Several U.S. senators want the TSA to focus more attention and resources on rail, highway, and marine transportation, which would mean greater security oversight at such places as Amtrak stations and Megabus coach stops. A bipartisan bill introduced Thursday by Senator John Thune (R-S.D.) would require the TSA to use a risk-based security model for these transport modes and to budget money based on those risks. It would require a wider use of the agency’s terrorist watch list by train operators and more detailed passenger manifests along with tighter screening of marine employees. The legislation also would increase the TSA’s canine use by as many as 70 dog-handler teams for surface transportation. Continue reading “After New York Attack, Congress Wants TSA to Secure Amtrak, Buses”
Natalie KitroeffThe Los Angeles Times Trucking paid for Scott Spindola to take a road trip down the coast of Spain, climb halfway up Machu Picchu, and sample a Costa Rican beach for two weeks. The 44-year-old from Covina now makes up to $70,000 per year, with overtime, hauling goods from the port of Long Beach. He has full medical coverage and plans to drive until he … Continue reading Self-driving trucks threaten one of America’s top blue-collar jobs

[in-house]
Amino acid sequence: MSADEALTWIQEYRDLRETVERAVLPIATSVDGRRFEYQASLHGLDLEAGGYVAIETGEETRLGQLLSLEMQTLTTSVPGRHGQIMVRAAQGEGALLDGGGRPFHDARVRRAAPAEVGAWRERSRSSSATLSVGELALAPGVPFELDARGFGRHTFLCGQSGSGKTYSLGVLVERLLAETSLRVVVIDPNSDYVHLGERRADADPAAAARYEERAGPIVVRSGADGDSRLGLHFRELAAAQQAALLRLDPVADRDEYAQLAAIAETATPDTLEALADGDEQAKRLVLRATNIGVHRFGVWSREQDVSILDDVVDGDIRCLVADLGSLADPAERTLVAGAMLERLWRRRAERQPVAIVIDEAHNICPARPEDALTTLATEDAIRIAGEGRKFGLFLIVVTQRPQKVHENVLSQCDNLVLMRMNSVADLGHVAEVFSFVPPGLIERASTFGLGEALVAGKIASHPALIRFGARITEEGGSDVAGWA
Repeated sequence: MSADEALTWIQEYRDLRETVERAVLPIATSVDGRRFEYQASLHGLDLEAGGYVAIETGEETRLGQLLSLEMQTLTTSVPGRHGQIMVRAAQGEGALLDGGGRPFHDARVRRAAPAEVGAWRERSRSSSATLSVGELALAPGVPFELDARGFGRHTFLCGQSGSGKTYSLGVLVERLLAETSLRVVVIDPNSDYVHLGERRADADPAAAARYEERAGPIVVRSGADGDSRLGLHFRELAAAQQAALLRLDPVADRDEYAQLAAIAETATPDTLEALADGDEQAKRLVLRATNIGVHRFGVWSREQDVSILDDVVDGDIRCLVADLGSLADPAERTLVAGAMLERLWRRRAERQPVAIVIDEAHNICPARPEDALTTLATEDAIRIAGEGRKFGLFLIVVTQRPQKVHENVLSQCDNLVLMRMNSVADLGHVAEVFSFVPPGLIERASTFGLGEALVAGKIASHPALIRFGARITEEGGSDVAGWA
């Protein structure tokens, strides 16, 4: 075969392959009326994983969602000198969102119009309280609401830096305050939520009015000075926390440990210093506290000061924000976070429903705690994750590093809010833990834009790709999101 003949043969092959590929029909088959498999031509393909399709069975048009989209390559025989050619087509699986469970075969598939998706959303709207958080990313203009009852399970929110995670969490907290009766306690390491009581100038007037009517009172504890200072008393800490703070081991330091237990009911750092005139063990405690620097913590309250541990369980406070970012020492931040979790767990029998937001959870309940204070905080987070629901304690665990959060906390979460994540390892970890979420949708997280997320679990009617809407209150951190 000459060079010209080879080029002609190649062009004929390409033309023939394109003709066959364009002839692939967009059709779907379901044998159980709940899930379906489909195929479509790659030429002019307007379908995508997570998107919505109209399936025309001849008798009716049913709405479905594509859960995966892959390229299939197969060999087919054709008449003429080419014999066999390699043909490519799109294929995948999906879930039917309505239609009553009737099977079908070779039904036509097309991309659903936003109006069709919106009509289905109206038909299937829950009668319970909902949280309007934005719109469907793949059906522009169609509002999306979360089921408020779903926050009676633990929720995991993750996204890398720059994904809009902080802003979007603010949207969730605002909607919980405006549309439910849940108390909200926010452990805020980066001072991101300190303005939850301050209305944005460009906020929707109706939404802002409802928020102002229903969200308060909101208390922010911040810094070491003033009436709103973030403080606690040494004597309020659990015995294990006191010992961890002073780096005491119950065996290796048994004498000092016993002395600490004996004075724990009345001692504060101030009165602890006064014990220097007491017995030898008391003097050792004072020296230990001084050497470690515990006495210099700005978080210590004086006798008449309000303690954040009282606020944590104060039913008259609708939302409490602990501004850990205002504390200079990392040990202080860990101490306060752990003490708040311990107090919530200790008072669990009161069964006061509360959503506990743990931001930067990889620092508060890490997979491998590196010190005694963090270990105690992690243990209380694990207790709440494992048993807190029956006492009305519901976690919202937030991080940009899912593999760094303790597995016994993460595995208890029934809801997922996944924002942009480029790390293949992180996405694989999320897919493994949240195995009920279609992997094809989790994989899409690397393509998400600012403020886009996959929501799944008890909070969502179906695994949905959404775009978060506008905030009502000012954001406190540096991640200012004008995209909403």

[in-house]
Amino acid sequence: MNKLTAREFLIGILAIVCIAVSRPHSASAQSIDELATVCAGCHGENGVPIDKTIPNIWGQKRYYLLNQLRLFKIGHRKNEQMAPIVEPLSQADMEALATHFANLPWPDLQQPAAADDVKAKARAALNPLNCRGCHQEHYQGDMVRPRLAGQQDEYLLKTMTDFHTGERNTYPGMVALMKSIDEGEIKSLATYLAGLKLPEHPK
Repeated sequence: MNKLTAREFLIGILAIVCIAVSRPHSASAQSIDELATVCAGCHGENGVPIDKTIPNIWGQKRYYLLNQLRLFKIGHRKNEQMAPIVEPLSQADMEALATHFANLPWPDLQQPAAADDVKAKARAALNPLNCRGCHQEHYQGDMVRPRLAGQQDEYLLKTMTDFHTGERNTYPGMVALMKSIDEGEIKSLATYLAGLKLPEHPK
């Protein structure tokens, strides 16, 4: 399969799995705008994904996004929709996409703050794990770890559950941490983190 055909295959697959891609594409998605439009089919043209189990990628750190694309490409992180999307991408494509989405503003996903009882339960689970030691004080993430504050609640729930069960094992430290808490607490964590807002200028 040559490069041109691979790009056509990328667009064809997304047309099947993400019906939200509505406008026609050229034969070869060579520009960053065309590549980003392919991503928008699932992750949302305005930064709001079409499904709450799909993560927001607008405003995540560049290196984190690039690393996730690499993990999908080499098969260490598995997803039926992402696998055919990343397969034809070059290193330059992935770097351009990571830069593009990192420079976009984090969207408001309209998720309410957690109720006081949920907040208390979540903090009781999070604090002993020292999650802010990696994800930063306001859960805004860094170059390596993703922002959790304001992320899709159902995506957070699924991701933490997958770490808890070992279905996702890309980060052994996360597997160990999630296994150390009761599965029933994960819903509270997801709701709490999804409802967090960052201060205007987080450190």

United Airlines flights were resuming as scheduled at Newark Airport after a power outage at the airline’s control tower there severely backed up outgoing flights, officials say.
The FAA says that some sort of equipment problem or outage caused delays of over two hours at Newark Airport Monday evening. Six United Express flights were also canceled, according to the airline. Continue reading United Airlines Flights Resume Out of Newark Airport After Power Outage Causes Delays: FAA
For the second time in two weeks, construction issues at the decrepit Dyre Avenue train station, in the Eastchester section of The Bronx, caused a collapse at the terminal for the line.
This time though, the partial platform collapse, which occurred at around 8:00 last night, was caused by machinery too heavy for the island platform at the station in its current condition to handle, causing plywood to fall onto the tracks making it easy for trains to derail.